Medical research has provided a lot of useful information on the types of head injuries occurring in accidents, and how these injuries are caused. However, because head injuries can be so complicated, the exact mechanisms that cause these injuries are still not clearly understood.
When there is an impact to the head, there are accelerations and rotations of both the head and the brain inside the head. Research studies have defined the impact forces and accelerations which cause some types of head injury. These data come from a combination of accident and casualty data, and tests on cadavers, animals and volunteers. Because we are all different, our individual “head injury tolerances” are different. So, the forces and/or accelerations that are likely to cause head injuries are given as a range, and not as single values. As an example, the force to fracture the skull causing serious injury (and maybe death) is in the range 600 to 20000 N, with the typical force for a healthy 25 year old male likely to be around 3500 to 5000 N. Similarly, moderate or more severe concussion has been found to occur around 3000 N upward.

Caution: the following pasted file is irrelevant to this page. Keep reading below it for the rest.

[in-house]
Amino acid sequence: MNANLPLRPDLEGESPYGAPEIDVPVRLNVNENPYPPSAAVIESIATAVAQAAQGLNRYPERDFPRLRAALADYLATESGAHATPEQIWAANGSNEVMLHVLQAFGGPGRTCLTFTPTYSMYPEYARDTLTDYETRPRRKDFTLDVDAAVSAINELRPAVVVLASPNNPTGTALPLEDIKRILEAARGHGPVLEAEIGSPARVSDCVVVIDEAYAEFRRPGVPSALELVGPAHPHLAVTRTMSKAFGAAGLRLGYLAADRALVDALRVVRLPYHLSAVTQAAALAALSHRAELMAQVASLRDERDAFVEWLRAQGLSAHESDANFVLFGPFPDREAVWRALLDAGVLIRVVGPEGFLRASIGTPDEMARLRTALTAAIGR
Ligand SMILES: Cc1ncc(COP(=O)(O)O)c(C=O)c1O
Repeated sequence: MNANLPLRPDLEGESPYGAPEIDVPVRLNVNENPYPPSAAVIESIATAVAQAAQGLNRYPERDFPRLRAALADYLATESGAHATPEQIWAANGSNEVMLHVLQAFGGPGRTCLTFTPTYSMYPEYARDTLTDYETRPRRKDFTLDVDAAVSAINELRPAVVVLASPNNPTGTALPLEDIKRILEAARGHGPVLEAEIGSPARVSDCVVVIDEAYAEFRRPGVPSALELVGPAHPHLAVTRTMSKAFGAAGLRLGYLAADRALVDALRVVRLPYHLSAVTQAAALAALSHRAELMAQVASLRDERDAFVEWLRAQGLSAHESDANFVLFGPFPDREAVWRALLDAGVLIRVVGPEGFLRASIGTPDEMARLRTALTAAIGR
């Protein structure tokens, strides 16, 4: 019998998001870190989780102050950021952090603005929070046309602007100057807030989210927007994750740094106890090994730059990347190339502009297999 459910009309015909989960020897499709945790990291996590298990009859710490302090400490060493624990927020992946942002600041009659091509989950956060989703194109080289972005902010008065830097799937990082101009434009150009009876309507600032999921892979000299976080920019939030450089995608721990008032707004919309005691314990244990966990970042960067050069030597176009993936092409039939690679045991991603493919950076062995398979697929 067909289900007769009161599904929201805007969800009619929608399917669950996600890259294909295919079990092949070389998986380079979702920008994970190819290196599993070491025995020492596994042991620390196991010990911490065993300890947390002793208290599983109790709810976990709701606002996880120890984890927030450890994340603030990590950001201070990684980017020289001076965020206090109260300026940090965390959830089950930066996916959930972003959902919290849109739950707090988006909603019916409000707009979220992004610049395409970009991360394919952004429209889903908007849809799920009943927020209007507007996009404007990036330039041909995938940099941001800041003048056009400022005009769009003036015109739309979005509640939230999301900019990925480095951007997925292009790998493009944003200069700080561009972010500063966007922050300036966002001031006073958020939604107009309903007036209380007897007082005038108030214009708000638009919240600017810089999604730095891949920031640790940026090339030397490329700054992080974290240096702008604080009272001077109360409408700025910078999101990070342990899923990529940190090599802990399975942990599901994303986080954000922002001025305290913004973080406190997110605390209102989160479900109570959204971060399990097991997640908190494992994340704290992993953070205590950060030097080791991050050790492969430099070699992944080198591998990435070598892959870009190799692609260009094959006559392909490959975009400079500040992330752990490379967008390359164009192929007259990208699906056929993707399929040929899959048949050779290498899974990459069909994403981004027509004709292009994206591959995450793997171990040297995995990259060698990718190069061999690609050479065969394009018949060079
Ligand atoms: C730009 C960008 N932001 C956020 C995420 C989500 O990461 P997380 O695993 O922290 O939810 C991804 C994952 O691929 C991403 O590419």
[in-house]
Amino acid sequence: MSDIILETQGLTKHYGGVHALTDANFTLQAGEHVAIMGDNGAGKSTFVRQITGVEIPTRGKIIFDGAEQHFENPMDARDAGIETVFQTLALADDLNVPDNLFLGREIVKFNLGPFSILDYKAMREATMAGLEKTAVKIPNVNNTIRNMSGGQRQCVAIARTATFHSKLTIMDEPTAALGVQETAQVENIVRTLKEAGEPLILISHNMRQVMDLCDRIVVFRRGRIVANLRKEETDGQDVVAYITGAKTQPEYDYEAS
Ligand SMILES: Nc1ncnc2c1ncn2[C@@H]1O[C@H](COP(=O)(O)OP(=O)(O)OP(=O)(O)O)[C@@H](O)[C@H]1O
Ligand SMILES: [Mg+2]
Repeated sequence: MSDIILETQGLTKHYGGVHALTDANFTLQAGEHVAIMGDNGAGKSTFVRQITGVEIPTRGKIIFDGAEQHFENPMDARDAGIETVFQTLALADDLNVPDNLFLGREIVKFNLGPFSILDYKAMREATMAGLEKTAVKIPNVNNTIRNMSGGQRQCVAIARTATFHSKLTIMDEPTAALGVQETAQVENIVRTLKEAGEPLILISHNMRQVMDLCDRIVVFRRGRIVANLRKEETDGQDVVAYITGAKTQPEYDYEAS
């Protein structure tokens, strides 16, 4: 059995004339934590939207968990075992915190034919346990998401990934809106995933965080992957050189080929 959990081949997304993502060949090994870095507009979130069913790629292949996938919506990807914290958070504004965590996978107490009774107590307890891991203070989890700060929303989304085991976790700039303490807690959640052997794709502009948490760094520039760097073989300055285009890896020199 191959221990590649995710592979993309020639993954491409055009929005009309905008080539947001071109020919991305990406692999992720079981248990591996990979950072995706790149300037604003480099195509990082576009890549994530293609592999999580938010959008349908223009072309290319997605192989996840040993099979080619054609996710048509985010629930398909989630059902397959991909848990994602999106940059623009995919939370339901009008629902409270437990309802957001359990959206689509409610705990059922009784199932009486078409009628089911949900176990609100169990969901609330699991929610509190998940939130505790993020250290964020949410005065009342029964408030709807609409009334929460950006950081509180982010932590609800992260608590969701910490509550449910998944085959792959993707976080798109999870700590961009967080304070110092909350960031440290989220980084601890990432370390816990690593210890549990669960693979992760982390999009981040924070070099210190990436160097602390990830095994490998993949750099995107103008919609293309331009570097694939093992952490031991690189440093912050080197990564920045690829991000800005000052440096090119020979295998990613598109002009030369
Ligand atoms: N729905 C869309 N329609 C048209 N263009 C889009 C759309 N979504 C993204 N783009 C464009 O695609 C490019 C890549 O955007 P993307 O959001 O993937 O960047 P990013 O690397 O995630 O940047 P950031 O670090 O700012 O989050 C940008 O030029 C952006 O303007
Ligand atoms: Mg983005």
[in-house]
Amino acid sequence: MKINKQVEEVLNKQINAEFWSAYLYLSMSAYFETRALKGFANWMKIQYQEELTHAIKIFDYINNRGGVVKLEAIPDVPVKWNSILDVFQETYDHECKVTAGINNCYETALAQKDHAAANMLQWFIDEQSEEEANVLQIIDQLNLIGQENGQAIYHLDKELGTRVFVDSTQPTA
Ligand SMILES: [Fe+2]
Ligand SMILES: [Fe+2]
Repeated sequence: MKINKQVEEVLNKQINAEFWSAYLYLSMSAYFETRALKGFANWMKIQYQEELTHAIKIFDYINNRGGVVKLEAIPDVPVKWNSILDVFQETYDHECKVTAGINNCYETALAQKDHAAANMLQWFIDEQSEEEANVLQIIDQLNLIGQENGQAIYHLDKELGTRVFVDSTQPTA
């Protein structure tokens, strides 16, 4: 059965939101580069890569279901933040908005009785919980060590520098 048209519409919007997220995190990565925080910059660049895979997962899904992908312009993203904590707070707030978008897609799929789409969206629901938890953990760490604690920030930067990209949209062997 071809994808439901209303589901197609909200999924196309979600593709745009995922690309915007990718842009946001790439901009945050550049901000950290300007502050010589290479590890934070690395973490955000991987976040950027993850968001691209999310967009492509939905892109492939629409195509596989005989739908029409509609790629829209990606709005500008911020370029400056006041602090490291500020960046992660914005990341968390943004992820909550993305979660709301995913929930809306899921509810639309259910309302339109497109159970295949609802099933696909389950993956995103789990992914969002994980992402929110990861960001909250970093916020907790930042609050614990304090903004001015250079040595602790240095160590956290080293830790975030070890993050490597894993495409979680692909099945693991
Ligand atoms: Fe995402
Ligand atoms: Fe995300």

The general aims of head protection are then very simple:
- To reduce the level of the force/acceleration on the head to an “acceptable” level
- To prevent objects cutting or penetrating the head
Clearly, the important question here is what is an “acceptable” level of injury? I will return to this later.
How does head protection reduce the level of the force/acceleration on the head?
There are two key mechanisms:
- Some of the energy of an impact is absorbed by the head protection which reduces the force/acceleration sustained by the head
- The duration of the impact is increased so that, for the same energy, the maximum force/acceleration on the head is lower
In simple terms, head protection will act like the crumple zone on your car. It absorbs some of the energy and spreads out the time of the impact. High speed video of a hard hat during impact shows the helmet looking very like a jelly – it wobbles and deforms, which absorbs energy. Of course, head protection must also be strong enough to protect the head from penetration. And, just like the crumple zone on your car, head protection should be replaced after an accident!
Regulations and sensible risk management
Head protection generally falls under the same regulations as other PPE – in the UK this is The PPE at Work Regulations 1992 2 and The PPE Regulations 2002 3 . Some key points of these regulations are: